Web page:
This is what it says on the tin – a live album by two masters of their craft, recorded all of eight years ago. 40-odd minutes of straight-down-the-line accordion and guitar on a selection of jigs, hornpipes and marches, with a couple of airs thrown in for good measure. But it’s more than that. For although I do appreciate fine playing, I’m not a great fan of all-instrumental albums; so why is this one so special? Well, it just is! For this is genuinely exciting and tremendously exhilarating playing – par excellence – a fact which is further testified by the ultra-enthusiastic reaction of the audience.
Now I’m thoroughly ashamed to admit that this disc was my first encounter with Tony’s playing. Born in 1939 in Ennis, Co. Clare, Tony has for some years been renowned for his skilled playing of the humble button-accordion, with a speciality of interpreting slow airs, but sadly he’s recently been diagnosed with Parkinson’s Disease, which has effectively put an end to his playing (and recording) career. He recorded an album of solo slow airs a few years back, which I understand is due for release shortly, but the present live album forms the first part of what he poignantly refers to as his “farewell to music” (of sorts). It’s sheer magic, with both musicians well on fire – and clearly fired up by the occasion, for whether on a brisk set of jigs or a measured slow air, there’s a sense of 200% involvement and passion that, while it sure springs eternal from the spontaneous heat of the moment, is born of a complete understanding of the music, its very raison-d’être, its idioms and conventions, and a total, unreserved immersion in the joy of playing.
I can’t stress enough the appeal of Tony’s musicianship, the extra-special qualities that characterise his playing, qualities that ensure even greater listener satisfaction on repeated playthroughs of this disc (the latter is not often a feature of all-instrumental or live albums!). First, there’s his innate grasp of the emotional import of any tune, his unerring sense of the direction it needs to take and the onward progression through its melody that the player needs to make. Second, there’s his scintillating technique: virtuoso, to be sure, but with delicate nuances of expression that complement the nifty and precise articulation of the notes (and the points in between!). He’s equally at home in the sprightly jig-rhythms of Cúnla, Port Shean Seain and The Garden Of Daisies, and the proud slow-march The Rolling Wave, the infectious, uplifting hornpipe The Plains Of Boyle and the show-stopping airs Caoineadh Eoghain Ruadh and The Wounded Hussar, and these together demonstrate the power of his emotional response as well as his technical versatility; one could even say (and not entirely fancifully) that the closing number, O’Neill’s March, contains elements of all of these forms of Irish traditional music. And what better travelling companion for Tony than widely-respected guitarist Steve Cooney, who has shared a stage with several of the biggest names in Irish traditional music; his sense of onward progression is as acute as that of Tony himself, and are every bit as intently driven, with comparable intuitive flair that both accentuates and complements the multifarious delights of Tony’s box work. He can conjure a very big sound from his guitar too, where many guitarists can sound thin and over-brittle – marvel at the intense and fulsome resonances from both players on The Rolling Wave, for instance. Absolutely magnificent.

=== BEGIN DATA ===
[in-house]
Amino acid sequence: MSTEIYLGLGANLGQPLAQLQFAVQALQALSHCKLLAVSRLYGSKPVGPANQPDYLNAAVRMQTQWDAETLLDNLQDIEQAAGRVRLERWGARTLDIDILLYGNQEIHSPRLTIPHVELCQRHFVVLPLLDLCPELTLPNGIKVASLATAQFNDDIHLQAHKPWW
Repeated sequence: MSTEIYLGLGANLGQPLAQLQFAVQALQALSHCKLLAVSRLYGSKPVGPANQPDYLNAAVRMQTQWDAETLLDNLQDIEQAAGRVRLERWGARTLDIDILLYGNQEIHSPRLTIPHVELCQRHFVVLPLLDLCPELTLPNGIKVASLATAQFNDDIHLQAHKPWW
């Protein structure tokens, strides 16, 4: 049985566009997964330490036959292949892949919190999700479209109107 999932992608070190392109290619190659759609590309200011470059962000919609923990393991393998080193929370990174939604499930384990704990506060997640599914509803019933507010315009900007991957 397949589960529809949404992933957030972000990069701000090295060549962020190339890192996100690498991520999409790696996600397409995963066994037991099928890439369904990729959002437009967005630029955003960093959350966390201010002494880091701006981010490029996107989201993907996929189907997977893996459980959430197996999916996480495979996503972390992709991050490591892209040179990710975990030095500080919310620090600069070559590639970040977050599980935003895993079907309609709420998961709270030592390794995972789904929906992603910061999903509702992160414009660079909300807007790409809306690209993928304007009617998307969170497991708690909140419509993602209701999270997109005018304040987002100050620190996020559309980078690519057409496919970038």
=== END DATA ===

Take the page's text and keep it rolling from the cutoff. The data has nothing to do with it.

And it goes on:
I’m not making an idle and unconsidered statement when I finish this review by saying that this really is one of those live gigs that you just want to go on for ever. Even more marked, then, is the cruel twist of fate by which the music world has been shortchanged by Tony’s enforced premature retirement from playing and recording. As an interesting observation and a punning aside, I might sum up that despite the disc containing no reels, the music sure is the reel thing!
Review by: David Kidman
Released via Raelach Records. Order via Bandcamp.